Author Topic: Please help with form CP2000  (Read 237 times)


  • 5 O'Clock Shadow
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  • Posts: 7
Please help with form CP2000
« on: July 17, 2018, 06:15:43 PM »

I finally made a tax mistake in 2016 return and forgot to add one of 1099s.  Opening too many brokerage accounts has its downside. So, I got IRS CP2000 form asking to pay the difference, but the amount they "propose" to charge is $5xx while my own calculations via TaxAct suggest $2xx. Talking to them is impossible. What should I do? Details below:

The form says:
Changes to your 2016 tax return:
Securities:                             $ xx
Taxable dividends                  $9xx
Income net difference       $9xx
Change to taxable income $13xx

Tax you owe $5xx (plus interest)

The main differences between their calculations and mine are:
1) We both agree on income net difference of $9xx. But they somehow move that number up to $13xx and call it "change to taxable income" with no explanation. Why?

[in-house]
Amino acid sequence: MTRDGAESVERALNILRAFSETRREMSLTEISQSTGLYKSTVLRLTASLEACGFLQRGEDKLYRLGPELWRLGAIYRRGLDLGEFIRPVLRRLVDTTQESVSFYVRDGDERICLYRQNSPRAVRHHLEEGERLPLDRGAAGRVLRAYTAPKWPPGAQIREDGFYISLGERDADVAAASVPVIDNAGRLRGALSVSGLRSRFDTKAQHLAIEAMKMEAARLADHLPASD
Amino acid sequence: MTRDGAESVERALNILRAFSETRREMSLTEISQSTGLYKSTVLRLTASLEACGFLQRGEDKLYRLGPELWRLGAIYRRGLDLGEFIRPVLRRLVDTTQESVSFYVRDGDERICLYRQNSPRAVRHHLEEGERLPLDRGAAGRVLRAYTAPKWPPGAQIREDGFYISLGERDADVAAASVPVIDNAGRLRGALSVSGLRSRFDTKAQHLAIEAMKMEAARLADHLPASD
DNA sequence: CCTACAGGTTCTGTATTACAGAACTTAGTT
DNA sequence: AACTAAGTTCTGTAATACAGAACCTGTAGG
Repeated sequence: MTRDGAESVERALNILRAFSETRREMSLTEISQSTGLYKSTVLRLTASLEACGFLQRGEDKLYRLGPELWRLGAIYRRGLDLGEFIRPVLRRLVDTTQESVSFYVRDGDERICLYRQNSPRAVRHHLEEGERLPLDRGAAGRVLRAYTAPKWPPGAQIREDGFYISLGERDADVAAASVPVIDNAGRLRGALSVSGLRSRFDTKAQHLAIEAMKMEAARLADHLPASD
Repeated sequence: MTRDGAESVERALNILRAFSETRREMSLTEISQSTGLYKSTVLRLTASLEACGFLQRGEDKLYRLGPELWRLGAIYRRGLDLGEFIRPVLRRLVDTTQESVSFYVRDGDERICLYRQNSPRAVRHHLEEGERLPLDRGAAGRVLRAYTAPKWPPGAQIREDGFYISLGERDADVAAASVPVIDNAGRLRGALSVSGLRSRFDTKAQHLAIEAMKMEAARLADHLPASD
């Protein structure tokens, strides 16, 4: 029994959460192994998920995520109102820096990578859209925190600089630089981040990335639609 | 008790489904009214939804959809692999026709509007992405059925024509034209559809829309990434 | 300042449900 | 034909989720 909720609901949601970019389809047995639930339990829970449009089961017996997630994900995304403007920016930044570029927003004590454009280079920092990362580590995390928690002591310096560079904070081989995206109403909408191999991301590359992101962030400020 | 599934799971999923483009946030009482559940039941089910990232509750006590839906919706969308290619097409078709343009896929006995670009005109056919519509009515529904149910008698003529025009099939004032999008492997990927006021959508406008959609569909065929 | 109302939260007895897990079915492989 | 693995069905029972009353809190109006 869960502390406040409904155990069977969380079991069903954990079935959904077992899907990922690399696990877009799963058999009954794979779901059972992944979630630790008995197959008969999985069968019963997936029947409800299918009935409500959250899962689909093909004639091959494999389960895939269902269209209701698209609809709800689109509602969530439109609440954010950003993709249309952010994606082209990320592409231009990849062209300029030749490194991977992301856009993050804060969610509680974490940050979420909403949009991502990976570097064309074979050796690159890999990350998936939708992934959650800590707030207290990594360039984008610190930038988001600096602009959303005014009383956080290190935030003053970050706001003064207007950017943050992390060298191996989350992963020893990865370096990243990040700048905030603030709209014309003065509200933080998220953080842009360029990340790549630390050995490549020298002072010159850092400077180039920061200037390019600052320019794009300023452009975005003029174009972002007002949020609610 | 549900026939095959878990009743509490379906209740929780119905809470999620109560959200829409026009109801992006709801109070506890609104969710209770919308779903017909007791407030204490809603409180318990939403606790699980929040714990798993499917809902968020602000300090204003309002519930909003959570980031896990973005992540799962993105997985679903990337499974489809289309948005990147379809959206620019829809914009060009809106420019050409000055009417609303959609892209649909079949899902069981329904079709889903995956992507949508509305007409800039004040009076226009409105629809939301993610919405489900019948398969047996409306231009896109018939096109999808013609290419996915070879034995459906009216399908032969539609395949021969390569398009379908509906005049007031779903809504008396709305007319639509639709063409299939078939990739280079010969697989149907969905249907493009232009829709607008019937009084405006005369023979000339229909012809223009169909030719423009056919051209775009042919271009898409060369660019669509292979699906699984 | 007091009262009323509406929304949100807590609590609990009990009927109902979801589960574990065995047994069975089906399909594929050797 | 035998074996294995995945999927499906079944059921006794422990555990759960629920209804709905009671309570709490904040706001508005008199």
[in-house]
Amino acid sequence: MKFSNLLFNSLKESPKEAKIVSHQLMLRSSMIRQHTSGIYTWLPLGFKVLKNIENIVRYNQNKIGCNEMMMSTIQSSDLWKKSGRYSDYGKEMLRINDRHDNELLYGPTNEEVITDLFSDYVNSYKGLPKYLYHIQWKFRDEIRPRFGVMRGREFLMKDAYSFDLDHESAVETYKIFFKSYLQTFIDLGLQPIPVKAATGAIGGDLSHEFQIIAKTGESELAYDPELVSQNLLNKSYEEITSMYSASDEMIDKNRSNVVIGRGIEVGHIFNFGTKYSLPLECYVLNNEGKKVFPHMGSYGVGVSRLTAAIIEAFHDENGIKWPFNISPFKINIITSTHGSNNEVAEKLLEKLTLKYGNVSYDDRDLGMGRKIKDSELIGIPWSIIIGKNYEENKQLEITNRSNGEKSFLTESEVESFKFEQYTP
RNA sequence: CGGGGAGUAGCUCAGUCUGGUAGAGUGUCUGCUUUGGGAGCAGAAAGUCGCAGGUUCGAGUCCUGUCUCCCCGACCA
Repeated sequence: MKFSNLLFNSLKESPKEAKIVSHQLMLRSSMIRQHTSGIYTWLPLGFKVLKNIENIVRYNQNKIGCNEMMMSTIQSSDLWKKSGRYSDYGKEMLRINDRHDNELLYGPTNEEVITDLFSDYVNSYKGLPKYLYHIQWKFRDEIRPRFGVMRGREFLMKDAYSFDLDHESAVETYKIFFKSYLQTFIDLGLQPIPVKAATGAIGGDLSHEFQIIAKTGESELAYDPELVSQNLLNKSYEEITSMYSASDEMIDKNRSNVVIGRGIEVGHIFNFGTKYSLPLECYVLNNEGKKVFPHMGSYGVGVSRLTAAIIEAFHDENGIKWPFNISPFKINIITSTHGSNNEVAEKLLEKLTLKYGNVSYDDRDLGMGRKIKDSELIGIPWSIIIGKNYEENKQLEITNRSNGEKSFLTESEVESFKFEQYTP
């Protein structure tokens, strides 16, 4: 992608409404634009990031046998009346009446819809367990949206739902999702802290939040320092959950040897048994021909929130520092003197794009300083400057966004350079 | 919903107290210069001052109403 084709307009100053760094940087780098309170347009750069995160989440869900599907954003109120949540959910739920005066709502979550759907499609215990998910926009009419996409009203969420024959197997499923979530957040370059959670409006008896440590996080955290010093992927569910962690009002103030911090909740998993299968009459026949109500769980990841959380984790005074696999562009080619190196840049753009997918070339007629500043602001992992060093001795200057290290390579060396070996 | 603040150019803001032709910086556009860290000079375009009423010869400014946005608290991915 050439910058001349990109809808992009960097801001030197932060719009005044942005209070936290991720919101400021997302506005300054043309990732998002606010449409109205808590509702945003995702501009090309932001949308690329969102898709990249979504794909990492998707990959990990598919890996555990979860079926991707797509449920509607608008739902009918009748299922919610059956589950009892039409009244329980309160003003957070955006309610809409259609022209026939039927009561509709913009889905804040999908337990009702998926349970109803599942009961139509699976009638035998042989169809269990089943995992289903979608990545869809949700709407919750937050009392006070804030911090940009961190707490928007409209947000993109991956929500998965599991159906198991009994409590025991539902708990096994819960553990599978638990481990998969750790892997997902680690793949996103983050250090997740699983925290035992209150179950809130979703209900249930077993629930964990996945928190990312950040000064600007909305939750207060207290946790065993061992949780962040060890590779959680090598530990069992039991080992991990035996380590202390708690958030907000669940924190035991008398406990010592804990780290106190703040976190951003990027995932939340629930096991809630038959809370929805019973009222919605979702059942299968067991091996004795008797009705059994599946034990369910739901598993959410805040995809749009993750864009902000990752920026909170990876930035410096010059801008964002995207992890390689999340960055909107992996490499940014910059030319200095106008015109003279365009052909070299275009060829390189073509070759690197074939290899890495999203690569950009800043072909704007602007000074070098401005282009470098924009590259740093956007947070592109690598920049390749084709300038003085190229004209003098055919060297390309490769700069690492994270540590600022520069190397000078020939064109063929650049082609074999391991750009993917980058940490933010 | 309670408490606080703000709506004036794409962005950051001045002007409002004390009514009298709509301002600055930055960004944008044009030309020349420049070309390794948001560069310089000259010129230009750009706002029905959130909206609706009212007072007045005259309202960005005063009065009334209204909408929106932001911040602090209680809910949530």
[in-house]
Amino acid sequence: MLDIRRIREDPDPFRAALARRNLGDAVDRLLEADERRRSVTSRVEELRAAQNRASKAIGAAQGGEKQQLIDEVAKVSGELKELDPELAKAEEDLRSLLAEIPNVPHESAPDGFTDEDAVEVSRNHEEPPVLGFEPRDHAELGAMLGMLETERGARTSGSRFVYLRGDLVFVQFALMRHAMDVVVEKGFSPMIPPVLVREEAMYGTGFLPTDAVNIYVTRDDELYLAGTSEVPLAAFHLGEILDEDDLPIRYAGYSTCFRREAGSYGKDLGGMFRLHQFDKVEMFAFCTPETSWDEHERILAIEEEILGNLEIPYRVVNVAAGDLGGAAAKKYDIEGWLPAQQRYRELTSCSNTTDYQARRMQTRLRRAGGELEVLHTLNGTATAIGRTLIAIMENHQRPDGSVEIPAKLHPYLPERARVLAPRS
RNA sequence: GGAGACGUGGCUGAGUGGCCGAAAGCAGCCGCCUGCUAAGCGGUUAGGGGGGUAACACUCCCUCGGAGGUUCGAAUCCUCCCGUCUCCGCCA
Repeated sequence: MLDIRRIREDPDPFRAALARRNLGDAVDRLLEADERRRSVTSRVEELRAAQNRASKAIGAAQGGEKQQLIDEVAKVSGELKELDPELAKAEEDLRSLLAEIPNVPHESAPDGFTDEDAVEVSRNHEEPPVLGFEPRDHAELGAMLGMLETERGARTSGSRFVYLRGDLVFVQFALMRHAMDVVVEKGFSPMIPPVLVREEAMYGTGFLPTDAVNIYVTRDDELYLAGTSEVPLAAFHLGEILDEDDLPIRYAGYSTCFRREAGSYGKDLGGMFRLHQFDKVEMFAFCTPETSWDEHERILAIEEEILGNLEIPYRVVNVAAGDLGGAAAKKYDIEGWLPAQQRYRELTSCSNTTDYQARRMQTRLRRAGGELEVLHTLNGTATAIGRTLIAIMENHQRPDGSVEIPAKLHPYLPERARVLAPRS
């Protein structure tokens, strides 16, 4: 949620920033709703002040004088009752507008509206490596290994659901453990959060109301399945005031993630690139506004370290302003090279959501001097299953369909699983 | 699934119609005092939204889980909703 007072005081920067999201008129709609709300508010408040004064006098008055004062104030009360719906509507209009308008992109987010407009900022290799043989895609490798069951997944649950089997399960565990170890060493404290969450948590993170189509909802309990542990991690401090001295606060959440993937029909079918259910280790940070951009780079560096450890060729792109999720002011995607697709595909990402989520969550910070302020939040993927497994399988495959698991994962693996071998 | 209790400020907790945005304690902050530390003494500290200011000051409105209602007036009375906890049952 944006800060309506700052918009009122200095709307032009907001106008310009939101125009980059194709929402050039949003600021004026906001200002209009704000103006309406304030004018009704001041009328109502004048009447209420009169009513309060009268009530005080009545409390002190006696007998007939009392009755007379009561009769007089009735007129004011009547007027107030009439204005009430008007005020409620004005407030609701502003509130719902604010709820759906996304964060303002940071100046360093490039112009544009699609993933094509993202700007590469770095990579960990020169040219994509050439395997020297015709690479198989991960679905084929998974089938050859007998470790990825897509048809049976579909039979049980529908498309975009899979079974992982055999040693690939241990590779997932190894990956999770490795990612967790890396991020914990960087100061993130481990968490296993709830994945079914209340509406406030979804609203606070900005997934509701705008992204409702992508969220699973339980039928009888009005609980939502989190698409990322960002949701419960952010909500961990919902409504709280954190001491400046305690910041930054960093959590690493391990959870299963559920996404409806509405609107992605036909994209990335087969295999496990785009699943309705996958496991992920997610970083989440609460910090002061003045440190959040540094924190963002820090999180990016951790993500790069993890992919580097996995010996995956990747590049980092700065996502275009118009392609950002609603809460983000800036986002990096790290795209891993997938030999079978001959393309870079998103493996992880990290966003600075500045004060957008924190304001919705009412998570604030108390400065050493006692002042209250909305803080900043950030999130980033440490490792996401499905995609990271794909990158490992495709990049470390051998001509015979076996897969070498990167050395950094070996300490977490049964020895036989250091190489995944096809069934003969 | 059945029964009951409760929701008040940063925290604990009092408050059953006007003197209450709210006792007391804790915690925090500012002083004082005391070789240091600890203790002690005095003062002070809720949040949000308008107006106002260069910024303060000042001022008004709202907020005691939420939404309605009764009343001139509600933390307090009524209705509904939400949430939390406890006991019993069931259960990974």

2) They charge my qualified dividends at a higher rate. They admit that "you may be eligible for a lower tax rate since the dividends are qualified. Please respond and tell us of any needed changes..."

I've never communicated with IRS before. I am happy to send them back my calculations but trying to do it right first time to avoid further complications.
What am I missing? Why did they go up from $9xx "Net income difference" to $13xx "Change to taxable income"? What's the best way to proceed?




  • Walrus Stache
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  • Posts: 8769
Re: Please help with form CP2000
« Reply #1 on: July 17, 2018, 07:07:53 PM »
Might be worth a read through various posts: cp2000 - Google Search.

In short, state your case as you understand it ought to be - if you are correct, it is likely the IRS will accept your explanation.

I can imagine a "Net income difference" leading to a somewhat larger "Change to taxable income" if you are in phaseout zones for various form 1040 "front page" deductions (e.g., student loan interest, tIRA contribution, etc.).  A taxable increase ~50% larger than the net income difference seem high, but the only way to know for sure is to run the numbers.  Good luck!